WHY IT SUCKED: The real ECW died five years earlier, so this was more of a dumping of manure onto the grave. Bobby Lashley’s unheralded title win in the Elimination Chamber generated more annoyance from fans who preferred Rob Van Dam or CM Punk. Lots of downtime in the latter half of the match didn’t help either. Four of the six matches weren’t even announced ahead of time, and that was probably for the best, as none were any good. Among the worst were Kelly Kelly and Mike Knox’s clunker with Kevin Thorn and Ariel, as well as the FBI serving as chump fodder for Elijah Burke and Sylvester Terkay. The Georgia fans took the spiritual form of their Philly/New York counterparts and booed much of the event, especially when Tommy Dreamer lost suddenly to Daivari. The show barely went two hours and ten minutes.

REDEEMING QUALITY: The Hardy Boyz kicked things off with MNM in a tag team match that featured two heat segments and plenty of creative double-teaming. Its 23-minute length was absolutely needed.

1. KING OF THE RING 1995 (June 25, 1995 – Philadelphia, PA)

WHY IT SUCKED: Near rock-bottom for a failing WWF, the hostile Philly crowd gave Vince McMahon the business a full generation before Reigns won the Rumble. Mabel winning the tournament was bad enough, made worse with two awful matches on his part. Savio Vega worked four matches and gained little underdog sympathy from a frustrated crowd, who openly chanted “ECW!” during his final against Mabel. At an event with no title matches, a WWE first, DIesel and Bam Bam Bigelow won a droning main event against Sycho Sid and Tatanka. The only real heroes of the night, Bret Hart and Shawn Michaels, were stuck making Jerry Lawler kiss his foot and going to a draw with Kama, respectively. It’s the hallmark of badness, a self-parody that left even McMahon speechless at points.

REDEEMING QUALITY: The Roadie and Bob Holly’s first-round match was probably the best worked match of the evening, and even that had a messed up finish.

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Top 10 Things: WWE King of the Ring PPV Matches

April 30, 2015 By: Category: lists, WWE | Pro Wrestling

Welcome one and all to a special edition of Enuffa.com’s Top Ten Things! Thanks to Eric and CamelClutchBlog.com for having me!

In light of the return of the WWE King of the Ring tournament this week (with little hype and even less fan enthusiasm) I thought I’d assemble my list of the ten greatest matches to take place at this once-historic PPV event.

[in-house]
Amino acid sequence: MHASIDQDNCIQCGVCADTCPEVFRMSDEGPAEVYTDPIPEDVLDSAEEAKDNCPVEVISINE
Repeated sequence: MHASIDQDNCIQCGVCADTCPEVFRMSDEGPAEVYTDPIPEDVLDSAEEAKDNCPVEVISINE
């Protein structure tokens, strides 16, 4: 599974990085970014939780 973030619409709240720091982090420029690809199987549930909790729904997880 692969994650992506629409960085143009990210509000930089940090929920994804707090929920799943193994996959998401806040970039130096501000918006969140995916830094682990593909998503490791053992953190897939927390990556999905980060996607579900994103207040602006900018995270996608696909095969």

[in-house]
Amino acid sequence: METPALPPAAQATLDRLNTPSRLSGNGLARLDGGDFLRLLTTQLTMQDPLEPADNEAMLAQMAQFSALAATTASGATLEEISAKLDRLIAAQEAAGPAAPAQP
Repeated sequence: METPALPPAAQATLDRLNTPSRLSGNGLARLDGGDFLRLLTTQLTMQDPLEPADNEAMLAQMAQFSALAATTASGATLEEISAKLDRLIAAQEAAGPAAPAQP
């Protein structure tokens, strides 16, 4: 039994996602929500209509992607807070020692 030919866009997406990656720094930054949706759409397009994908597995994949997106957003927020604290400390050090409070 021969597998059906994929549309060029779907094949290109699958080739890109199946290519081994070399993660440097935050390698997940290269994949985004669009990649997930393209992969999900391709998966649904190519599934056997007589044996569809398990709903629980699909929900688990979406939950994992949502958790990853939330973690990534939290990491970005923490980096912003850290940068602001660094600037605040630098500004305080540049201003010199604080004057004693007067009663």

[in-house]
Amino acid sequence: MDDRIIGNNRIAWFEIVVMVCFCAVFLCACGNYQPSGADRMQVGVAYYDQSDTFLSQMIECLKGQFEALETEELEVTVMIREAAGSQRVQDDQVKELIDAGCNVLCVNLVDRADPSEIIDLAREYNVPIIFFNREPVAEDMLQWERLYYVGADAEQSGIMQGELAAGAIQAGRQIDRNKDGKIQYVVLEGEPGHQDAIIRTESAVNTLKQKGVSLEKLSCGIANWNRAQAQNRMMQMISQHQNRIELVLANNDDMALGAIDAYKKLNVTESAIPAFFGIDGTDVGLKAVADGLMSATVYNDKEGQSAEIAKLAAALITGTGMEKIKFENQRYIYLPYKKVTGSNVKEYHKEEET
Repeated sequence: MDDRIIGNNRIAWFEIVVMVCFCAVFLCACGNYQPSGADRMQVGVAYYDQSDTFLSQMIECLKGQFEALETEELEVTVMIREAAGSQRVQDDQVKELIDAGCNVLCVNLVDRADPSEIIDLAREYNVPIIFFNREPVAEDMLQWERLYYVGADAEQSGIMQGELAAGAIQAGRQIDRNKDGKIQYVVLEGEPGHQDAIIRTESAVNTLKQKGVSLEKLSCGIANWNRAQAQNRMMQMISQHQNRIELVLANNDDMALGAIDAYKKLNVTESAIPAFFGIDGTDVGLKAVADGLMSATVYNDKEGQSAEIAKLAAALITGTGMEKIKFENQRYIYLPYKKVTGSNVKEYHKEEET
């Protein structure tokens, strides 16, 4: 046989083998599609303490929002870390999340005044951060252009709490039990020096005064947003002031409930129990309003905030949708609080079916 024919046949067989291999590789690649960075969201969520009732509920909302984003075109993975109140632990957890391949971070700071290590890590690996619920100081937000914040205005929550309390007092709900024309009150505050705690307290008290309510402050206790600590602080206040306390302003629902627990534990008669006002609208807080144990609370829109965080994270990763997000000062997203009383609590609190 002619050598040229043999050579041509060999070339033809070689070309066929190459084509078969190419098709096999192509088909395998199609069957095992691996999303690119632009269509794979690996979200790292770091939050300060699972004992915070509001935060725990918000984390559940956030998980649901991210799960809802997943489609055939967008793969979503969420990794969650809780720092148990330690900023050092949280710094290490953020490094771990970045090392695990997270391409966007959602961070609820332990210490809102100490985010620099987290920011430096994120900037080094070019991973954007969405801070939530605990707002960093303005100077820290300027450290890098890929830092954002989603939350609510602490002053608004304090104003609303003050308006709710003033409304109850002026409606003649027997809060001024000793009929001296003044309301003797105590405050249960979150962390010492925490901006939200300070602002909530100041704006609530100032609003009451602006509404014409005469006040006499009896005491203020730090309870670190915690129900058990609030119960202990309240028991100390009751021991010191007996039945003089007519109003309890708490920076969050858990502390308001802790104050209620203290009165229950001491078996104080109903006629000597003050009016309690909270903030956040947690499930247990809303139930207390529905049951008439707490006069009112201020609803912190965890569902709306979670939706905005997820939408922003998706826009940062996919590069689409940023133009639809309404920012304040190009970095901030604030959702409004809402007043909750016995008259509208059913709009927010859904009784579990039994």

The King of the Ring tournament was originally a special house show attraction held annually in New England, before the WWF decided to add it to the PPV schedule in 1993. At the time the WWF calendar only featured the Big Four PPV events, so creating a fifth was a pretty huge deal. The inaugural edition was built around making Bret Hart a top babyface again after WrestleMania IX hurt his stock somewhat. Bret carried the show, working three good-to-excellent matches and winning the tourney before Jerry Lawler abruptly attacked him during the coronation ceremony. It was an uneven show but featured some excellent work from “The Hitman.”

The KOTR PPV history contains quite a few highs and lows. The ’94 edition only had a few matches worth seeing while 1995’s had none. But the ’96, ’98 and 2001 PPVs were all varying degrees of excellent (2001 is one of my all-time favorite PPVs). King of the Ring would run a full decade before sagging buyrates prompted the company to discontinue the series and replace it with Bad Blood.

The tournament itself would return to free television in 2006, 2008, 2010, and of course this year, with generally very little impact on star-building. The ’06 winner Booker T made the most of the “King” gimmick, adopting an obviously phony English accent which was amusing for a while. William Regal’s tourney win in 2008 led to precisely nothing of value, while Sheamus’s victory in 2010 actually hurt his career for about eight months as he free-fell down the card. Hopefully 2015’s winner Wade Barrett will be able to transfer this into a meaningful, injury-free push.

Truth be told I do miss the KOTR PPV. The tournament itself was rarely presented well; if it was a one-night bracket most of the matches got shortchanged, and if only the semis and finals were included on the PPV the tourney felt less important. But several rising stars were able to use the tourney as a major stepping stone, and when the PPV was good it was great. If they were to bring it back now I’d suggest using the New Japan Cup tourney as a template. Announce that the winner of the tournament will get a PPV Title match of their choice, have the first two rounds on episodes of RAW and Smackdown the week before the PPV, and have the semis and finals on the PPV itself, with the finals ALWAYS being the main event. Then the King of the Ring would actually mean something again. Announcing the 2015 edition literally 24 hours ahead of time with zero buildup was just plain stupid.